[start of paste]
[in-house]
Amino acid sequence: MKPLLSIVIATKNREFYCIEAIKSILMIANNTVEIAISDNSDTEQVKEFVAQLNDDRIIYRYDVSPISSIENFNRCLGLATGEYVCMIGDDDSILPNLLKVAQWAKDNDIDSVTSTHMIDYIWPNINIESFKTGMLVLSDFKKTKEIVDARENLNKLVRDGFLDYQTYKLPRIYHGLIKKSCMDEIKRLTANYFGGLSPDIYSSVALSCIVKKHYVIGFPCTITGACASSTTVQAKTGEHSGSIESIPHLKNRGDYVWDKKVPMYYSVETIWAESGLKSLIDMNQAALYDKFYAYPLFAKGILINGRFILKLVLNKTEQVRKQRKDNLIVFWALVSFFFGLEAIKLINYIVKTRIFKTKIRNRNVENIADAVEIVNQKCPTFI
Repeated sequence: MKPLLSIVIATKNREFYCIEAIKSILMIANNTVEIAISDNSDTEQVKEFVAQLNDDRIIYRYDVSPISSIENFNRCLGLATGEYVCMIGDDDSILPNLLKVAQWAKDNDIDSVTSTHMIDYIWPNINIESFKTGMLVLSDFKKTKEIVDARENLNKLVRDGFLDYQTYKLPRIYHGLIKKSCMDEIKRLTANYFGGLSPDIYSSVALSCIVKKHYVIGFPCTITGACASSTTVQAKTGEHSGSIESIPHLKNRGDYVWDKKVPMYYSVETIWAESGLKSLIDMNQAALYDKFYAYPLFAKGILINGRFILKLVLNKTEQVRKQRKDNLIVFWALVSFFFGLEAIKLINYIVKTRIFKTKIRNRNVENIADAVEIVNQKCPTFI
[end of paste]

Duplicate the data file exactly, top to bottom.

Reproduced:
[in-house]
Amino acid sequence: MKPLLSIVIATKNREFYCIEAIKSILMIANNTVEIAISDNSDTEQVKEFVAQLNDDRIIYRYDVSPISSIENFNRCLGLATGEYVCMIGDDDSILPNLLKVAQWAKDNDIDSVTSTHMIDYIWPNINIESFKTGMLVLSDFKKTKEIVDARENLNKLVRDGFLDYQTYKLPRIYHGLIKKSCMDEIKRLTANYFGGLSPDIYSSVALSCIVKKHYVIGFPCTITGACASSTTVQAKTGEHSGSIESIPHLKNRGDYVWDKKVPMYYSVETIWAESGLKSLIDMNQAALYDKFYAYPLFAKGILINGRFILKLVLNKTEQVRKQRKDNLIVFWALVSFFFGLEAIKLINYIVKTRIFKTKIRNRNVENIADAVEIVNQKCPTFI
Repeated sequence: MKPLLSIVIATKNREFYCIEAIKSILMIANNTVEIAISDNSDTEQVKEFVAQLNDDRIIYRYDVSPISSIENFNRCLGLATGEYVCMIGDDDSILPNLLKVAQWAKDNDIDSVTSTHMIDYIWPNINIESFKTGMLVLSDFKKTKEIVDARENLNKLVRDGFLDYQTYKLPRIYHGLIKKSCMDEIKRLTANYFGGLSPDIYSSVALSCIVKKHYVIGFPCTITGACASSTTVQAKTGEHSGSIESIPHLKNRGDYVWDKKVPMYYSVETIWAESGLKSLIDMNQAALYDKFYAYPLFAKGILINGRFILKLVLNKTEQVRKQRKDNLIVFWALVSFFFGLEAIKLINYIVKTRIFKTKIRNRNVENIADAVEIVNQKCPTFI